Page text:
Throughout its history, Simantov International, which is based in Frankfurt, Germany, has successfully advised and guided thousands of Jewish singles in their quest for a true life partner. Founded by traditional matchmaker Denise Kahn with the goal to help Jewish singles across Europe meet, marry and rebuild European Jewry, the service is today proudly helmed by matchmaker Jose Weber, who is personally responsible for hundreds of successful matches and marriages.
Judging from the titles in the general and academic press, you would surmise that American Jewish women were not active in the biggest social movements of the 20th century. And you would be wrong. The paucity of scholarship in this area led Melissa Klapper, a historian at Rowan University, to a six-year odyssey that culminated with her latest book, Ballots, Babies, and Banners of Peace: American Jewish Women's Activism, 1890-1940 which highlights the role of American Jewish women in three social movements for suffrage, birth control, and peace.
It is difficult to believe that over a decade has passed since the 9/11 attacks, in which nearly 3,000 innocent people died in four coordinated suicide attacks perpetrated by al-Qaeda. The United States reacted by invading Afghanistan and declaring war against the Taliban, an extremist Islamic terrorist movement, which had harbored al-Qaeda.
One of the more extraordinary aspects of the attacks is the connection with Israel. In 2004, al-Qaeda's leader Osama bin Laden blamed the United States' support of Israel as one of the causes for the movement's terrorism. However, the fact that the majority of the Taliban, who make up the backbone of al-Qaeda, themselves claim Israelite origin, is relatively unknown.
Since 2006, the United States has recognized the month of May as Jewish American Heritage Month. For the last three years, President Obama has hosted an annual reception to mark this occasion. However, because of the budget sequester, the White House will not be holding a Jewish History Month event this year. In addition, White House tours have been eliminated and the President and many members of his staff have taken pay cuts.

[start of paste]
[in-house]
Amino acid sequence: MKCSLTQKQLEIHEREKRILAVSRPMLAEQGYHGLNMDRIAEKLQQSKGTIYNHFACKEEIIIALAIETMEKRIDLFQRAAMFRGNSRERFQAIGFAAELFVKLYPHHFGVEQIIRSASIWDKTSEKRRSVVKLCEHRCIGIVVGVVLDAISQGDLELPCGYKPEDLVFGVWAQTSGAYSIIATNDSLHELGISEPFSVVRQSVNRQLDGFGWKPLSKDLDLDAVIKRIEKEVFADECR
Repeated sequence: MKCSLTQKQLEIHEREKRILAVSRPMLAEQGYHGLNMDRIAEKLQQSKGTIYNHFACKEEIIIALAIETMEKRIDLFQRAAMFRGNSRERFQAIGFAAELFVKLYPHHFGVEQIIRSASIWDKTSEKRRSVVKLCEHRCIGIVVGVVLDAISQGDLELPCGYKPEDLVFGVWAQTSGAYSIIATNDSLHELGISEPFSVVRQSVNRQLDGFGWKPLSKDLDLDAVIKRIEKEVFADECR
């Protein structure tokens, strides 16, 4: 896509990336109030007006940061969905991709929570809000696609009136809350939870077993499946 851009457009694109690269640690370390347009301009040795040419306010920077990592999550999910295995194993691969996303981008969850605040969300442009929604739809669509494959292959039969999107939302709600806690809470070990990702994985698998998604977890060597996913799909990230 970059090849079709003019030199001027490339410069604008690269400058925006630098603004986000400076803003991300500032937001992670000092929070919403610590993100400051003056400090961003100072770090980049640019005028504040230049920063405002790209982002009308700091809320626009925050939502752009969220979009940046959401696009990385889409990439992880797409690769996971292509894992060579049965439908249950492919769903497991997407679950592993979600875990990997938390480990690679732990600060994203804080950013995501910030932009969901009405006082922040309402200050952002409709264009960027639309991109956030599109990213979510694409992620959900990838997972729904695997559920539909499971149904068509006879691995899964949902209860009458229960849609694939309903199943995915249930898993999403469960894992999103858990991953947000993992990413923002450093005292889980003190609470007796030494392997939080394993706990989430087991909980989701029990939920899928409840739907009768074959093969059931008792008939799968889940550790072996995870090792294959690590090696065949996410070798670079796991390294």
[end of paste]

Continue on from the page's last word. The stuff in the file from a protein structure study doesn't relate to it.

Official Presidential proclamation marking Jewish Heritage Month:
In his second year in office, President George Washington wrote a letter to the Touro Synagogue in Newport, Rhode Island — one of our Nation's first Jewish houses of worship — and reaffirmed our country's commitment to religious freedom. He noted that the Government of the United States would give "to bigotry no sanction [and] to persecution no assistance," and that all Americans are entitled to "liberty of conscience and immunities of citizenship." Those words ring as true today as they did then, and they speak to a principle as old as America itself: that no matter who you are, where you come from, or what faith you practice, all of us have an equal share in America's promise.
Kahal Kadosh Mikveh Israel, "The Hope of Israel," is the oldest Jewish congregation in the city of Philadelphia, and the second oldest congregation in the United States. It dates its roots back to 1740 when Nathan Levy, upon the death of his child, applied for a grant of land at 9th and Spruce Streets from Thomas Penn, Proprietor of Pennsylvania, to consecrate as a Jewish burial ground.
Ameinu, the leading progressive Zionist membership organization in North America, welcomes the decision rendered by the Jerusalem District Court ruling that there is no basis for the detention of women for praying at the Western Wall.
Members of Women of the Wall — an organization devoted to achieving the right for women to pray, wear prayer shawls and read from the Torah at the Western Wall — have previously been arrested for trying to exercise this religious right.